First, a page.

The popular crossbreed mint (a mix of watermint and spearmint) which can readily be grown, peppermint — is where peppermint oil is produced from.
For over 10,000 years, peppermint oil has been used for many different purposes.
Peppermint oil is one of the world’s oldest medicines used by natural healers to this very day! Simply because it works, and works fast in many cases! (Read more about peppermint oil uses here)
Contents of Peppermint Oil
Peppermint oil consists of several vitamins and minerals as well as good fat such as:
- Omega-3 fatty acid – Very good for skin and heart. Reduces depression and other mental issues as well. Huge benefits.
- Vitamin A – Excellent for eyes, and a must if you sit on the computer on a regular basis.
- Vitamin C – Reduces free racial damage, which studies show is linked strongly to diseases like cancer and other serious ailments such as arthritis and heart diseases.
- Vital for bones as well.Calcium – Prevents osteoporosis and prevents breakdown of bones.
- Magnesium – Used to help digest calcium among many other uses and benefits.
- Manganese – Used by the body for many important functions.
- Iron – Must for menstruating women, as iron depletes with blood loss.
- Folate – Produces red blood cells and repairs tissue such as muscles.
- Potassium – Regulates blood pressure (sodium/potassium balance), and heart functions. Relieves cramps if sodium/potassium is causing them to occur.
- Copper – Imperative to stay away from copper deficiency, usually caused by having a high zinc intake.
Eventhough peppermint oil contains these beneficial ingredients, there is more you should know!
As peppermint herb is high in menthol, peppermint oil is high in menthone, among many other organic compounds. Peppermint oil also contains menthol but in lower amount than the peppermint plant. Menthone’s molecular formula is C10H18O, and as stated above, it is a naturally occurring organic compound found in peppermint oil. A ketone and monoterpene, menthone’s structure is similar to menthol but the major difference is in the secondary alcohol exactly where methone has a carbonyl.
How to make your very own peppermint oil!
This is by far the easiest method for making the oil at home that I have found. This is a blend and not pure peppermint oil, but the results are still fantastic!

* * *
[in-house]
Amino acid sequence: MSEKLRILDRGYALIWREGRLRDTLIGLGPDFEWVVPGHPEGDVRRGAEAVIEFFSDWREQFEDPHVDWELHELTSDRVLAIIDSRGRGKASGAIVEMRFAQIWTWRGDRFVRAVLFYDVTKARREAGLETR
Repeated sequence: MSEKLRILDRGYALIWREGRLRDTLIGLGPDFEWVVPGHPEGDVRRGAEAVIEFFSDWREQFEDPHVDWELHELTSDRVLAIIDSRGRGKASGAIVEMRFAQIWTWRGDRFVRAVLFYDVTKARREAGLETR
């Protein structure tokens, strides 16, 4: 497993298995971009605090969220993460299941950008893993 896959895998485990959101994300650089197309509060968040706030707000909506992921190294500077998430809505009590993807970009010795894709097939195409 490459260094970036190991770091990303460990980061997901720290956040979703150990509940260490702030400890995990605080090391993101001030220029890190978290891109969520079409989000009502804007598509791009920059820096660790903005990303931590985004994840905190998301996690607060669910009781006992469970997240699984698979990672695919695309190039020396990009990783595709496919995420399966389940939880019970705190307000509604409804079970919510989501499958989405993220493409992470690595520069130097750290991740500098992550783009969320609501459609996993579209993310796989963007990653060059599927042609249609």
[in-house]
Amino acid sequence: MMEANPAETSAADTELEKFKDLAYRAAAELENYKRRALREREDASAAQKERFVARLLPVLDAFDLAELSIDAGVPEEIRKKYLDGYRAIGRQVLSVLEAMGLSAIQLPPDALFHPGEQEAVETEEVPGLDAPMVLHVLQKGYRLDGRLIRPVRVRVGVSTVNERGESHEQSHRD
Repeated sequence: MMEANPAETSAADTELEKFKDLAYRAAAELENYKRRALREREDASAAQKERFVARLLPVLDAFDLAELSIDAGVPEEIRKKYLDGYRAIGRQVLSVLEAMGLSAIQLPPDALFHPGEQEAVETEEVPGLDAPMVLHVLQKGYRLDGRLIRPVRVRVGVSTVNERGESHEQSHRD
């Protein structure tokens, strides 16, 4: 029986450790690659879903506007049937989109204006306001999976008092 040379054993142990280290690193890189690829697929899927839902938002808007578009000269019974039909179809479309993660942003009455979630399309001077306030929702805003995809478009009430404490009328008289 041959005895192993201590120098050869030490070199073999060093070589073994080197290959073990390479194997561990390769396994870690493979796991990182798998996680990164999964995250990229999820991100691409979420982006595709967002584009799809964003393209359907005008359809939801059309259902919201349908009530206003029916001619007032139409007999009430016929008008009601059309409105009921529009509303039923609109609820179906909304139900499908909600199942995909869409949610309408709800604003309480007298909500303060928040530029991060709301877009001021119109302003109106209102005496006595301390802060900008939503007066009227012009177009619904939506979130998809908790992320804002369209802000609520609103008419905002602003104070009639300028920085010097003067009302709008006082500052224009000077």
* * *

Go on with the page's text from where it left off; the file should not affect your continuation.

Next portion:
What you will need to make your peppermint oil
- Grown peppermint or peppermint leaves.
- A container/jar to make the oil.
- A container/jar to store peppermint oil after it has been made.
- A strainer.
- 1/2 cup of olive oil.
- Spoon or any tool used to crush peppermint.
Method of making your own peppermint oil blend
- Grow the plant. If you need further assistance, go to (peppermint instructions page coming soon)
- Harvest its leaves in the morning using scissors.
- Store the leaves in the container you have chosen to make the oil in.
- Crush the leaves using spoon/any tool. This will start to release the oils from the leaves.
- Add olive oil to the container.
- Shake the container after you have tightly sealed it.
- Leave it outside.
If the weather is sunny outside or during the summer, leave it outside for
- Two days.
- Shake every 12 hours.
- Leave it outside for a month or 30 days.
- Shake once a day.
I recommend you make this during the summer.
Once the time written above has expired (2-30 days depending on your choice), you can now strain the contents of the container into a new container/jar to have your peppermint oil.
That’s it, you are done! It is really that easy!
Enjoy your very own homemade peppermint oil!
As with anything, do not overuse as it can cause toxicity. Avoid use if pregnant, have gallstones (due to discomfort in the intestinal area), or on an infant and children under the age of 3. Also, reactions with other medication can cause issues, so consult with your doctor if you are on prescribed medications.